Wednesday, May 11, 2016
Shared grief. It's a thing. The last major loss my family had was when Grandma Judy died in December of 2011. It was a big loss for all of us, but I don't remember sharing grief with my sweet nuclear family. My kids were ages three, one, and one. I think my husband was affected by the loss. Maybe due to the circumstance of our lives at the time, I felt like I grieved and we moved on.
On Saturday, we said goodbye to Keeffer. Keeffer was a 13 year-old goldendoodle- 13.5 if you want to get specific. He and I have been together longer than my husband, R, and I have been. I have joked that Keeffer picked R. They loved each other from the beginning. R never had a dog as a child. The two of them were quite literally "a boy and his dog."
Sometimes it seemed like Keeffer had nine lives, like a cat. At least twice his osteoarthritis seemed so bad that I thought we would need to have a difficult conversation with the vet. He rallied. We made him comfortable, supported his joints. He went on to be well. Saturday was a different story. When I think about it now, there were signs that he was declining. Maybe I should have seen them, or perhaps it's easier that I didn't.
Over the past two years, I'd thought some about what it would be like when the time came for us to say goodbye. Just as quickly, I'd pushed it out of my mind. I like happy. I prefer to live in the moment. It didn't seem to serve anyone to focus on what we couldn't control. I wouldn't do it differently. We enjoyed all of our time with him.
I wasn't prepared, though, for what this would be like. I didn't have any context for living in a house with people I love and sharing and balancing their feelings with my own. It's- NOT EASY. It's hard and its sometimes frustrating and sometimes beautiful. I never would have imagined how much or how deeply R would experience this loss. It makes me love him even more. I remember 11 years ago, when it was just Keeffer and me, and we welcomed Ryan into our family. I can feel the love and connection we felt then. It's beautiful.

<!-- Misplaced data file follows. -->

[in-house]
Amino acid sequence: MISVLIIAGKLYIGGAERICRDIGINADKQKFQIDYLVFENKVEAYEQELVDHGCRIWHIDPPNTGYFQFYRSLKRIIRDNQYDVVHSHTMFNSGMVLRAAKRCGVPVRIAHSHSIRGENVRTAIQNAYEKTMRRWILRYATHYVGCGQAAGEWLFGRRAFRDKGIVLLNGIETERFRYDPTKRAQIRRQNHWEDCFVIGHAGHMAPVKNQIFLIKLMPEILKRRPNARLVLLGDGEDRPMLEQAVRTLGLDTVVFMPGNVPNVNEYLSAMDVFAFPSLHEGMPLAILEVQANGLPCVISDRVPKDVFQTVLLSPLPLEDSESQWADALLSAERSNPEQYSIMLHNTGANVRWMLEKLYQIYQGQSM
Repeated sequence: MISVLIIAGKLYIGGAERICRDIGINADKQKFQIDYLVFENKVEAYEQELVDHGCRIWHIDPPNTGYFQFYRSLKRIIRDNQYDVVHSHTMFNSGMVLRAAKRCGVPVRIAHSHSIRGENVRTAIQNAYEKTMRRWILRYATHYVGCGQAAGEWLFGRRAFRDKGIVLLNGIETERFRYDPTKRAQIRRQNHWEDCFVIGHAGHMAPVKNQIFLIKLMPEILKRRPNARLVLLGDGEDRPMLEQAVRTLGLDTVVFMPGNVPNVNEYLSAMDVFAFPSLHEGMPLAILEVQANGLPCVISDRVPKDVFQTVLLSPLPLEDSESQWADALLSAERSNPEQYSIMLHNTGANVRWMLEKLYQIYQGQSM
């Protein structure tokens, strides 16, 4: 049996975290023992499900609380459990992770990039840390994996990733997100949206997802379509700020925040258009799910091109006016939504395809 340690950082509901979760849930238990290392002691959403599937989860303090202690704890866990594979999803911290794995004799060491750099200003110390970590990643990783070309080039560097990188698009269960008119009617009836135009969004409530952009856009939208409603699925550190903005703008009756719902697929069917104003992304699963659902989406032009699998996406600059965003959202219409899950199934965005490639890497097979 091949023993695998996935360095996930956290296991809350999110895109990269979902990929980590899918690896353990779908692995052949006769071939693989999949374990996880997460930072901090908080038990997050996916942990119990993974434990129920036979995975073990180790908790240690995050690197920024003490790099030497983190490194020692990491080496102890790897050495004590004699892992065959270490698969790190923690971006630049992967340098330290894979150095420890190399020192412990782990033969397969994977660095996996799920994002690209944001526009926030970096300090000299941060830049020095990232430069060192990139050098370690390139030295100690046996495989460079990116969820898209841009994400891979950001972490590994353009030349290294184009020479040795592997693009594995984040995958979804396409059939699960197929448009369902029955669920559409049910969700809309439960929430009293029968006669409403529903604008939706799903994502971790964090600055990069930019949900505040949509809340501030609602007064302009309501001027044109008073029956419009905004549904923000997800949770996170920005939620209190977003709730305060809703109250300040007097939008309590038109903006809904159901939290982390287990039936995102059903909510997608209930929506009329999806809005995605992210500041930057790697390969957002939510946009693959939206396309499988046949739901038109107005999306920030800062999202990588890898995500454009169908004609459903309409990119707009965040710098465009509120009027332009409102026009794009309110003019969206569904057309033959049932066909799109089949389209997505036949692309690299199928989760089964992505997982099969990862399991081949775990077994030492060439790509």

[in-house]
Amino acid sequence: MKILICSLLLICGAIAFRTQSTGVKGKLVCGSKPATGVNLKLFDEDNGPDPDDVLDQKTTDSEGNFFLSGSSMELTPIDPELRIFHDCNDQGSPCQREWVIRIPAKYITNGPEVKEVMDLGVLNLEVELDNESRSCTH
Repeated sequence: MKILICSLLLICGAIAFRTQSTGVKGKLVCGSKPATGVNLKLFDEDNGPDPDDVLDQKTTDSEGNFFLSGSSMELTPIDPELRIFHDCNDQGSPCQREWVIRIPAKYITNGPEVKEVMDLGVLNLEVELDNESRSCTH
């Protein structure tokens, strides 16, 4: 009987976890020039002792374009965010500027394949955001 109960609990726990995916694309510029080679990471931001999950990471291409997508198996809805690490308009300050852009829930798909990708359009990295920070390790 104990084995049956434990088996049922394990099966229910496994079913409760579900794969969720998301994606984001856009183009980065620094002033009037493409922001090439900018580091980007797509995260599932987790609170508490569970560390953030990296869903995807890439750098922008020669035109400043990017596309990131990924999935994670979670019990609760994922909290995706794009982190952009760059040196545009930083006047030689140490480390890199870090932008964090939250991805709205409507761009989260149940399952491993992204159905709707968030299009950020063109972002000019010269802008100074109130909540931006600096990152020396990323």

I don't always know what to say to a sad kiddo. They had so many questions, so I asked if they would like to ask our rabbi their questions. They all said yes. I took them to talk. And they had no questions. In general, I worry about screwing my kids up. This loss is the first time I have really wondered if the way I have handled it could have or should have been different and how this will impact their development, their relationship with love and loss.
And then there is all the "Do we get a new dog?" "When do we get a new dog?" "What about this dog?" "Hurry, this is the perfect dog even though it's in another state and the adoption fee is insane, we could lose this dog that we don't have and we have to act fast," stuff. It's a roller coaster.
I don't know if we are really ready for a new dog. Or if we should be without one.
I don't know. What I do know is that this is not a tragedy. This is a life event that will bring us closer together if we let it. In the 13.5 years Keeffer and I were together, he taught me an unbelievable amount about how to love genuinely, without bounds and without expectations. He was always kind to everyone and he was always excited. About everything. He showed us how to love everyone, expect nothing, and always be cheerful, ready to love, and excited. It's our responsibility to practice what he taught us. His work here is done. My first family member will be missed SO much, but he gave endless love to us, and our three children. His pawprint will always be on our hearts.
What I do know is that when we attended Shabbat services at our synagogue on Saturday morning there was a set of twins having their bar and bar mitzvah. Their nine year-old brother is a three year cancer survivor and their father has terminal cancer. They knew how to be happy in the moment and celebrate life. And, a client unexpectedly lost her husband on Thursday. Ours is not a tragedy. perspective and choosing joy are the priorities here.